The possibility to develop compact sources of coherent plasmons has been theoretically demonstrated by researchers from MIPT’s Laboratory of 2D Materials’ Optoelectronics, Institute of Radioengineering and Electronics, and Tohoku University (Japan).
These plasmons are considered the fundamental building blocks for potential optoelectronic circuits. The performance of the device is based on the unique characteristics of van der Waals heterostructures, which are composites of graphene and relevant layered materials. The journal Physical Review B features a paper explaining the study.
Referred as a quasi-particle, the plasmon is a mixture of oscillating electrons and the electromagnetic field combined with them. Plasmons are ideal for generating, transmitting, and receiving signals in integrated circuits. Plasmons are capable of behaving as mediators between light waves and electrons in majorly efficient photodetectors and sources, especially in the terahertz range that has been actively explored.
It is possible to store plasmon energy at a length scale extremely smaller than the wavelength of light. This highlights the potential of plasmonic devices to be more compact than their photonic counterparts.
The plasmons that are greatly compressed are those that are coupled to the conducting planes, and the most compact optoelectronic devices can be developed using these plasmons.
The question that arises at this point is from where to find a conducting plane supporting ultra-confined plasmons. For over forty years, these objects have been developed by sequential growth on nanometer-thin semiconductors with affine crystal structures.
In this process, particular layers are enriched with electrons and excellent electrical conductivity is obtained. These “layer-cakes” are known as heterostructures, and Russian physicist Zhores Alferov was awarded the 2000 Nobel Prize in Physics for the development of these heterostructures.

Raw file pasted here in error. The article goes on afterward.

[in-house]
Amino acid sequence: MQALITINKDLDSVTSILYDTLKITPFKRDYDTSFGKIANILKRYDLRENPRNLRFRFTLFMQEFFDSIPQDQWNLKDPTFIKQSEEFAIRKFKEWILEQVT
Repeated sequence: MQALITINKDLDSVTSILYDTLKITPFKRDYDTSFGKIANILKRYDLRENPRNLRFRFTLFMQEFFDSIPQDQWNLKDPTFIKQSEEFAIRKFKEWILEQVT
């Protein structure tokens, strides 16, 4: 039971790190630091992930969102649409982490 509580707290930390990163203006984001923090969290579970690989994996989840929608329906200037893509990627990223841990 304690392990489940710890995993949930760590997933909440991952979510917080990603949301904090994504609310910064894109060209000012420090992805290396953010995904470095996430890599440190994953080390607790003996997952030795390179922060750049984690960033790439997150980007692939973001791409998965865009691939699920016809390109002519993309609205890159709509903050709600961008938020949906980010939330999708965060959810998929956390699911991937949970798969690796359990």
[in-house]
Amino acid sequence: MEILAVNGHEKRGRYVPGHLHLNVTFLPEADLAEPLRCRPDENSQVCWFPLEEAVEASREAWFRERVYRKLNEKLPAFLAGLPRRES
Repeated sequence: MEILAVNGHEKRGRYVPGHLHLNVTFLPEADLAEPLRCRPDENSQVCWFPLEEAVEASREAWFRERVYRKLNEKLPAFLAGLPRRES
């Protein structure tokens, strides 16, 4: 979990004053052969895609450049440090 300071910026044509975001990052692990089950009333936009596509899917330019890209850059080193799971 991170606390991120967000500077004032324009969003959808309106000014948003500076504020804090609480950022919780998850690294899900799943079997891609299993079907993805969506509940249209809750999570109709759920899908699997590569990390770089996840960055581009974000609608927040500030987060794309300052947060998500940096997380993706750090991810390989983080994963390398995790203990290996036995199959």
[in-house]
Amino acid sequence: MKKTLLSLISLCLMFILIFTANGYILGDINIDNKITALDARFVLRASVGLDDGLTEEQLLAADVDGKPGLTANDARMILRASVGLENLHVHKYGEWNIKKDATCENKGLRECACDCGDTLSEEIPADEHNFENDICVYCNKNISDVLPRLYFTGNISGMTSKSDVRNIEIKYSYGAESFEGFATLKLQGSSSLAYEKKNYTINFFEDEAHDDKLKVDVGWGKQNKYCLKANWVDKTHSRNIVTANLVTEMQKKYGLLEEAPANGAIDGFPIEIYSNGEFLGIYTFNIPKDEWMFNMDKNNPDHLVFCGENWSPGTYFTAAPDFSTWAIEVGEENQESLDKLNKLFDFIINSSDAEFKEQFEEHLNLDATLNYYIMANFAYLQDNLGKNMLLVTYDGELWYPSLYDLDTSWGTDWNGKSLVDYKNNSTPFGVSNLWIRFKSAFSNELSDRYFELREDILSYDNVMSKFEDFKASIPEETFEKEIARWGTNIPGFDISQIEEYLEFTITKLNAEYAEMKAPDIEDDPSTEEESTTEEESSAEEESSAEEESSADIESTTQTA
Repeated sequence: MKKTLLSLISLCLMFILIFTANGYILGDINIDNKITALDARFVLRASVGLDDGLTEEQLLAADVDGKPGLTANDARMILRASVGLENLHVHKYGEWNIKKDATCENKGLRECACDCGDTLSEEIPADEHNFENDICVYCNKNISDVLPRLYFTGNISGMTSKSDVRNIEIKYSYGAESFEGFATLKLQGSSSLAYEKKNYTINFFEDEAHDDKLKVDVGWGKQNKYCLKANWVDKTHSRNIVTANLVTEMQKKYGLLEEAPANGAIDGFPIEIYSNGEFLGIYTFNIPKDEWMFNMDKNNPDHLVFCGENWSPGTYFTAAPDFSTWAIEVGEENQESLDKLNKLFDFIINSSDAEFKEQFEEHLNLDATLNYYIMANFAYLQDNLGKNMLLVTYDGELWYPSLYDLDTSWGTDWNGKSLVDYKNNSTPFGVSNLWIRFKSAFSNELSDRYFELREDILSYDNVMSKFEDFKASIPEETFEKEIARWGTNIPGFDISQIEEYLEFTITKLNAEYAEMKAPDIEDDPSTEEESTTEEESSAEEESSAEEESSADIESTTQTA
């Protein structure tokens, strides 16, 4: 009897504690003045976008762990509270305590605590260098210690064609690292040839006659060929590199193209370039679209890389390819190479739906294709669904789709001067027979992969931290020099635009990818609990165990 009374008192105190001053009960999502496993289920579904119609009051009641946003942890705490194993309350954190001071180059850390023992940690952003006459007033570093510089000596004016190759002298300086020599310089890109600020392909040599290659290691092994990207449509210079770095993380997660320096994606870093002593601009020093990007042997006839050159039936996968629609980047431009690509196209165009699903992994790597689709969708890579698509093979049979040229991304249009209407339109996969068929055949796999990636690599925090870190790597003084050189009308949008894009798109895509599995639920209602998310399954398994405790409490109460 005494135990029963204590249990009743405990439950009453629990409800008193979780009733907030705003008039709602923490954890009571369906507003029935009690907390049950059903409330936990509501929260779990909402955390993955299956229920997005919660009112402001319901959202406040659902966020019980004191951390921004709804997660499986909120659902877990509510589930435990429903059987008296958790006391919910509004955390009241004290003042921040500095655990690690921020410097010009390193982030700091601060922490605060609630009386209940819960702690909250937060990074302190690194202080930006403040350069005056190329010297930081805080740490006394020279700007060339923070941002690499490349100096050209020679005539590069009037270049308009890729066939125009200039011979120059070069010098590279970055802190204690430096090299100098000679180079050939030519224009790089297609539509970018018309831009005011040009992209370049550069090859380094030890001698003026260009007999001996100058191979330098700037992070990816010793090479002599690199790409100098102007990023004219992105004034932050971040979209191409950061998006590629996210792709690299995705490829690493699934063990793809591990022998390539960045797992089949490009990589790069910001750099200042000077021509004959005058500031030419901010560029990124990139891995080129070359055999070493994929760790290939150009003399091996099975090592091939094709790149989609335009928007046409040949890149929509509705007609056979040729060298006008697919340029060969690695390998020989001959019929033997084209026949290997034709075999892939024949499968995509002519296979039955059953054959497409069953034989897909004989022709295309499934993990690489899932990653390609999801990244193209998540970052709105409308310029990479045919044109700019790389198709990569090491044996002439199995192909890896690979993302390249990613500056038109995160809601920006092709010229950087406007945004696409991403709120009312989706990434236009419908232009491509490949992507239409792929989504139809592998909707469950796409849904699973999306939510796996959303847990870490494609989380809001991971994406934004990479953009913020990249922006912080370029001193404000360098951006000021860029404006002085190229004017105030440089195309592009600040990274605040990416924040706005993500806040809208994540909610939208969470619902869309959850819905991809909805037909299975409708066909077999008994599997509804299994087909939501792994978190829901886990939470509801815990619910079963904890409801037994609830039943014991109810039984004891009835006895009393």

Growing nanoscale layers is not the only possible way to obtain flat semiconductors. Over the past decade researchers focused on graphene, which is a different, intrinsically two-dimensional material. Graphene, a one-atom-thick layer of carbon, can be obtained by effortlessly slicing a graphite crystal.
The MIPT alumni Andre Geim and Konstantin Novoselov received a Nobel prize awarded in 2010 for the study on the unique electronic properties of graphene, which radically differ from those of standard heterostructures. An increasing number of graphene-based devices have already been developed, including the first prototypes of lasers, ultrafast photodetectors and transistors receiving high-frequency signals.
Placing graphene on another material with a similar crystal structure further enhances its properties. The “layer-cake” heterostructures can be developed with the help of materials that are very much like graphene. However, in this case the building blocks of the structures are connected by van der Waals forces, which is the reason why they are known as van der Waals heterostructures.
In this work, the researchers demonstrate that a heterostructure comprising of two graphene layers divided by a thin layer of tungsten disulphide supports the compact two-dimensional plasmons and also generates them upon the application of interlayer voltage.